Thomas C. Südhof was born in 1955 in Göttingen, Germany. He studied at the Georg-August-Universität in Göttingen, where he received an MD in 1982 and a Doctorate in neurochemistry the same year. In 1983, he moved to the University of Texas Southwestern Medical Center in Dallas, Texas, USA, as a postdoctoral fellow with Michael Brown and Joseph Goldstein (who shared the 1985 Nobel Prize in Physiology or Medicine). Südhof became an investigator of Howard Hughes Medical Institute in 1991 and was appointed Professor of Molecular and Cellular Physiology at Stanford University in 2008.

Key publications:

Novick P, Schekman R: Secretion and cell-surface growth are blocked in a temperature-sensitive mutant of Saccharomyces cerevisiae. Proc Natl Acad Sci USA 1979; 76:1858-1862.
Balch WE, Dunphy WG, Braell WA, Rothman JE: Reconstitution of the transport of protein between successive compartments of the Golgi measured by the coupled incorporation of N-acetylglucosamine. Cell 1984; 39:405-416.
Kaiser CA, Schekman R: Distinct sets of SEC genes govern transport vesicle formation and fusion early in the secretory pathway. Cell 1990; 61:723-733.
Perin MS, Fried VA, Mignery GA, Jahn R, Südhof TC: Phospholipid binding by a synaptic vesicle protein homologous to the regulatory region of protein kinase C. Nature 1990; 345:260-263.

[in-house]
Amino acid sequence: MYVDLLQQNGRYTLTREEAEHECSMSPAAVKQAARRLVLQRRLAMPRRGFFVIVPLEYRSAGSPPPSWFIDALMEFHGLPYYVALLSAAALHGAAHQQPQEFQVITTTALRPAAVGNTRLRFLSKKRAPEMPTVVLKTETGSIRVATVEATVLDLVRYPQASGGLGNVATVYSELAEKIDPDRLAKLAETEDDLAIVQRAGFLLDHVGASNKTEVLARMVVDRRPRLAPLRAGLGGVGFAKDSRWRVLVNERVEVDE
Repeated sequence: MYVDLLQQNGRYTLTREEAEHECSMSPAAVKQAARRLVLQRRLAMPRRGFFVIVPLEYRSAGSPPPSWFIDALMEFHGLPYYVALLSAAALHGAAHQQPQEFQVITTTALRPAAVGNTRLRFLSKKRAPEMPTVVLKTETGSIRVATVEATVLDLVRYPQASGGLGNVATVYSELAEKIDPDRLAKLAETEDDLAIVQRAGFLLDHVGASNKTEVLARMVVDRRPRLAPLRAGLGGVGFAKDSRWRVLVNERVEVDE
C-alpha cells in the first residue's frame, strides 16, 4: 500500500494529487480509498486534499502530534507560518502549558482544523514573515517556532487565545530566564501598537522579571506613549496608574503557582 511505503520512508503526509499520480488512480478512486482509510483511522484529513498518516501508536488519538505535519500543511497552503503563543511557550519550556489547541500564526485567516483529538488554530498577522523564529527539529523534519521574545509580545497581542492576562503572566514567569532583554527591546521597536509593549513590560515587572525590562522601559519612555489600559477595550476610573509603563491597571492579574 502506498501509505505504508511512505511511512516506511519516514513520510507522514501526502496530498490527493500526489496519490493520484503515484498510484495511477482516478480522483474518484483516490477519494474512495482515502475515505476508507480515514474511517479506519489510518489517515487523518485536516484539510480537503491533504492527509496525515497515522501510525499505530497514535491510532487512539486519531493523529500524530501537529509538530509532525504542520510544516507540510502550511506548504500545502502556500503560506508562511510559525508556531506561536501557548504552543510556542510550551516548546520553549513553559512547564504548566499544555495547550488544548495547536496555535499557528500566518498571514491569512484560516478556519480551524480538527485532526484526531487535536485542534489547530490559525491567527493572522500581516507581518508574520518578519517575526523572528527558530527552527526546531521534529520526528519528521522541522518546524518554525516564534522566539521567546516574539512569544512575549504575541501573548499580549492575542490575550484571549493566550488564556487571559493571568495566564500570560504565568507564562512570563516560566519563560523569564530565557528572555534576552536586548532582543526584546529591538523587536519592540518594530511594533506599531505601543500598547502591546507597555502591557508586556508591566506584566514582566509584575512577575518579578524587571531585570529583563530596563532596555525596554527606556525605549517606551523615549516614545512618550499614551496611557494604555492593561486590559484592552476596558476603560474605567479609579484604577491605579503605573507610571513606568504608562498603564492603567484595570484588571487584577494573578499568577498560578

Sollner T, Whiteheart W, Brunner M, Erdjument-Bromage H, Geromanos S, Tempst P, Rothman JE: SNAP receptor implicated in vesicle targeting and fusion. Nature 1993;
Hata Y, Slaughter CA, Südhof TC: Synaptic vesicle fusion complex contains unc-18 homologue bound to syntaxin. Nature 1993; 366:347-351.

2013年10月6日 星期日



  日刊紙「中國時報(チャイナ・タイムス)」によると、日本で好評だったタイトルの中国語版ができるそうで、「まずは“35ミリ二眼レフカメラ” と“卓上ロボット掃除機”を、10月に発売。日本から輸入されるキットももれなく付いてくる」そうだ。「例えば“35ミリ二眼レフカメラ”は、カメラの原 理や歴史の紹介に始まり、カメラマンとモデルを招き実際にキットで撮影させるなどしている」と、解説から学んで実践結果も知ることができると内容を紹介し た。
  また8月には西村編集長が台湾を訪問していたことを報告し、「この雑誌のFacebook上のファンの半数が台湾人。数にすると7000人近い のです」というコメントも載せた。特にデザイナーなど、クリエイティブな職業の人々に人気らしい。中國時報は「これまで約40種類が発行され、200万冊 以上の売上げを記録している」と、日本での人気も強調した。
  日本の「大人の科学マガジン」1号の付録は、ポンポン船ジェットボートで2003年4月に発売。それ以前には「大人の科学製品版」として発売し た、からくり人形や電子ブロックが注目され人気を集めた。その後科学キットが付いた雑誌スタイルでの発売が定着しているようだ。学びながら、科学に関連し た品を自分の手で作ることができる楽しさが魅力だ。そして1957年から2010年3月まで発売されていた、小学生向けの学習誌「科学」の大人版という位 置づけで製作されている面もあり、懐かしくて「大人の科学マガジン」を手に取る人もいるだろう。
  台湾ではすでに多くの「大人の科学マガジン」ファンがいるようだが、中国語版で発売されると広く認識され、ファンの拡大が見込める。台湾の一般 の書店に並ぶのか、それともジュンク堂や紀伊國屋といった日系書店に置かれるのかなど、販売方法も気になるところだ。(編集担当:饒波貴子・黄珮君)

日超人氣雜誌 大人的科學 中文版登台

    2013-10-03 01:28